from Council of Councils

International Cooperation Gets a Low Grade from Global Think Tank Leaders for the Second Year in a Row

May 7, 2018

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The Report Card on International Cooperation gives a dismal C- to international efforts to mitigate the world’s most pressing problems in 2017, the same grade given for 2016. The Council of Councils—a Council on Foreign Relations (CFR) initiative comprising twenty-nine major international policy institutes—surveyed the heads of member think tanks to evaluate the world’s performance on ten transnational challenges of 2017, from countering terrorism to advancing global health

Report Card

According to CFR President Richard N. Haass, performance on international cooperation in 2017 received a lackluster C- in part because “the United States changed from the principal preserver of order to a principal disrupter, as it called into question the global economic architecture and long-standing alliances, agreements, and institutions.”

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The fourth annual report card offers the following grades:

 

Performance in 2017

Performance in 2016

Overall Grade for International Cooperation in 2017

C-

C-

Promoting Global Health

B-

B

Managing the Global Economy

B-

C+

Combating Transnational Terrorism

B-

C

Mitigating and Adapting to Climate Change

C+

B

Advancing Development

C+

B-

Expanding Global Trade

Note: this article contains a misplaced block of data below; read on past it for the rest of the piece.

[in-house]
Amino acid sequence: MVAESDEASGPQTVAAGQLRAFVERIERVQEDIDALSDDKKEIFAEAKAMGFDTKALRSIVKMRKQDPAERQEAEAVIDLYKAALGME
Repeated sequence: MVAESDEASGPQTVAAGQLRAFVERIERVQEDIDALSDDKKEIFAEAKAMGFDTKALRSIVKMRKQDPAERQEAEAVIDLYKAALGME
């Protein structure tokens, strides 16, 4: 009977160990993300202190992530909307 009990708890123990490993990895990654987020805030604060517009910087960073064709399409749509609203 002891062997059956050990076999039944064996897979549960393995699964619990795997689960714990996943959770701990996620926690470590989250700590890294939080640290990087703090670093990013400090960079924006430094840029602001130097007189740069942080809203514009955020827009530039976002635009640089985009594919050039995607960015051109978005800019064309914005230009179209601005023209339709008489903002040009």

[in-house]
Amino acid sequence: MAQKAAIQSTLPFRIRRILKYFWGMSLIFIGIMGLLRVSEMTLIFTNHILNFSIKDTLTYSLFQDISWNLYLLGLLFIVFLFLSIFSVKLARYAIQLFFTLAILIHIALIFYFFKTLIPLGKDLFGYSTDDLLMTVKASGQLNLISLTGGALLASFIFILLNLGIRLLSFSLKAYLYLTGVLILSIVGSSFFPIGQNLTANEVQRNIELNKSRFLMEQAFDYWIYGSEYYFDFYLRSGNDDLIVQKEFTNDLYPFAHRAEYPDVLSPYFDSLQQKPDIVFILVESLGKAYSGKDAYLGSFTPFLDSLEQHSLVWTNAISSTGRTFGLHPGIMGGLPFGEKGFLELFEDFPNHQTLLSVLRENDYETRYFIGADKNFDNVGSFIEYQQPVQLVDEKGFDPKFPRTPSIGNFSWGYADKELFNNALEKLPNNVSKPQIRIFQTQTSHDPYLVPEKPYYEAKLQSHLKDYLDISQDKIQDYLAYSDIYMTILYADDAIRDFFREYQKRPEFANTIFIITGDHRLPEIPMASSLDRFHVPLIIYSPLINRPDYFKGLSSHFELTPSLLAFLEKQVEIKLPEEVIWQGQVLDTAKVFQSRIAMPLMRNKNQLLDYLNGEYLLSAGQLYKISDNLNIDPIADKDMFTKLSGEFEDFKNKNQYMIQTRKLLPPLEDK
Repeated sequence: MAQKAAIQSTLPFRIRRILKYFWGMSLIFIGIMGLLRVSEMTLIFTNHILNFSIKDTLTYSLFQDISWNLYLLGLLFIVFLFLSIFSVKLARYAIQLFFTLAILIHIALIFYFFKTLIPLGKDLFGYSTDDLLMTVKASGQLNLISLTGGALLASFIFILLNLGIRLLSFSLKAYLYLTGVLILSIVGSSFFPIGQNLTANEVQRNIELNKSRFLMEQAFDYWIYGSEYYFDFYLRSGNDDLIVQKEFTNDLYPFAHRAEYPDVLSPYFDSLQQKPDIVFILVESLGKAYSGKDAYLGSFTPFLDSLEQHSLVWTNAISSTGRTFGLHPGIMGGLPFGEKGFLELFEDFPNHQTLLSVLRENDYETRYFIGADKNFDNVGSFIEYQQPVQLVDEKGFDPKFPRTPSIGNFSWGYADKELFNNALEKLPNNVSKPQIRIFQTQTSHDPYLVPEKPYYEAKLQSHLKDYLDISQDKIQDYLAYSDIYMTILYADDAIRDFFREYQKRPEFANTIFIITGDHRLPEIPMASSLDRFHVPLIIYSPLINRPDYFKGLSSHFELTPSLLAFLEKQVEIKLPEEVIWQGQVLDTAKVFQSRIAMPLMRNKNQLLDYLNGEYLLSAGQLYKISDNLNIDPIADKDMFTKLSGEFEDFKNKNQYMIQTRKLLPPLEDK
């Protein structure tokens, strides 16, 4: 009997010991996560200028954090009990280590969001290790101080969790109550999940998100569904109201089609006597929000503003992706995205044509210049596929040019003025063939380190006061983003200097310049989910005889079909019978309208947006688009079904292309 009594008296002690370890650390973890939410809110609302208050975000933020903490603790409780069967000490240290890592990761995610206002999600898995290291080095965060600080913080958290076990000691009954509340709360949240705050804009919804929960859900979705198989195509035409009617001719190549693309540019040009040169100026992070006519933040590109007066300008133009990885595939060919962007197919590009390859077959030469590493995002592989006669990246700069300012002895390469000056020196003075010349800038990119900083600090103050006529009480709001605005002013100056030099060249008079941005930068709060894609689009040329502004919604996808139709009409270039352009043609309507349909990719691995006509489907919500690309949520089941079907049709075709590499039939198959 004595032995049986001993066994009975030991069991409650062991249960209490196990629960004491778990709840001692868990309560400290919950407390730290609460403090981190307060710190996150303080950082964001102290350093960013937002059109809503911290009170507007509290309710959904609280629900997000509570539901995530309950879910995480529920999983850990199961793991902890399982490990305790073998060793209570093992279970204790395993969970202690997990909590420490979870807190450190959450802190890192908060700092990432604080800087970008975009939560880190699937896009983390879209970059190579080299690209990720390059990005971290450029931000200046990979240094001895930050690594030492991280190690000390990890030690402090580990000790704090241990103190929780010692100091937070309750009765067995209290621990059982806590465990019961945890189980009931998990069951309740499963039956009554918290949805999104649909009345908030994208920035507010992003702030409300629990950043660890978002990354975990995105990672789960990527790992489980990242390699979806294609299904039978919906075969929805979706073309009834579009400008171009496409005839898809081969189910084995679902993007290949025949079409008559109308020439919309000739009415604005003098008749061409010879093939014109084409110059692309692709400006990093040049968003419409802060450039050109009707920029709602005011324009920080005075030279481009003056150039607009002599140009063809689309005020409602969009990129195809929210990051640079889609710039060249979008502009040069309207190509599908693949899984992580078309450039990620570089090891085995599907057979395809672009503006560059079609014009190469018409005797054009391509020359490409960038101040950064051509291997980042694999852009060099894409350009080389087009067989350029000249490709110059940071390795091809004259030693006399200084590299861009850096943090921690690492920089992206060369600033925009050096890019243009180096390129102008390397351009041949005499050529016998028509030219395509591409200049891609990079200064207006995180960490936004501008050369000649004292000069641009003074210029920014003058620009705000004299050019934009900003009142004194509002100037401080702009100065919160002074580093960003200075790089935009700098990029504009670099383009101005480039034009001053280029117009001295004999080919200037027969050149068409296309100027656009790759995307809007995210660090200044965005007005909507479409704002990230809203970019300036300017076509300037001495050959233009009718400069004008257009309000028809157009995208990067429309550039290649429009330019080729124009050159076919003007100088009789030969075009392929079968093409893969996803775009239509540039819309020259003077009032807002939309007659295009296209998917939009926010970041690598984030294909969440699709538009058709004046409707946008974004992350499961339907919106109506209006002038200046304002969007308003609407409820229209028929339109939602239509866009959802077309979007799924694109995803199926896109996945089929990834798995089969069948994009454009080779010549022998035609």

C

D+

Preventing and Responding to Violent Conflict Between States

C

C

Managing Cyber Governance

C-

C-

Preventing and Responding to Internal Violent Conflict

D+

D+

Preventing Nuclear Proliferation

D+

B-

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Global Governance

 

The grade for preventing nuclear proliferation dropped precipitously, from a B- in 2016 to a near-failing D+ in 2017. At the same time, respondents ranked nonproliferation the top priority for policymakers in 2018.

“International institutions and national governments failed to assuage the serious security concerns about the North Korean development of nuclear weapons—weapons that can now reach the continental United States—and the increasing risk of nuclear armament by South Korea and Japan,” commented Sook Jong Lee, president of the East Asia Institute in Seoul, South Korea. “President Donald J. Trump’s policy has increased the likelihood that the Iranian nuclear agreement will fail,” Lee added.

The grade for efforts to expand global trade saw the sharpest improvement across all ten issue areas. Respondents awarded it a C in 2017, up from a D+ in 2016. “Despite Trump’s anti-trade and anti-globalization rhetoric, in 2017 global growth accelerated to 3.7 percent, the fastest pace in seven years, and global trade increased by 3.6 percent,” the report card notes. However, trade growth depends on robust global economic growth, and substantial risks and uncertainties from rising trade and geopolitical tensions still threaten the world economy.

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The survey was conducted from December 1, 2017, through January 12, 2018. The report card was made possible by the generous support of the Robina Foundation.

Explore the Council of Councils Report Card on International Cooperation at cfr.org/reportcard. Learn more about its methodology.

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Global Governance

The Council of Councils is a CFR initiative connecting leading foreign policy institutes from around the world in a common conversation on issues of global governance and multilateral cooperation. The Council of Councils draws on the best thinking from around the world to find common ground on shared threats, build support for innovative ideas, and introduce remedies into the public debate and policymaking processes of member countries.

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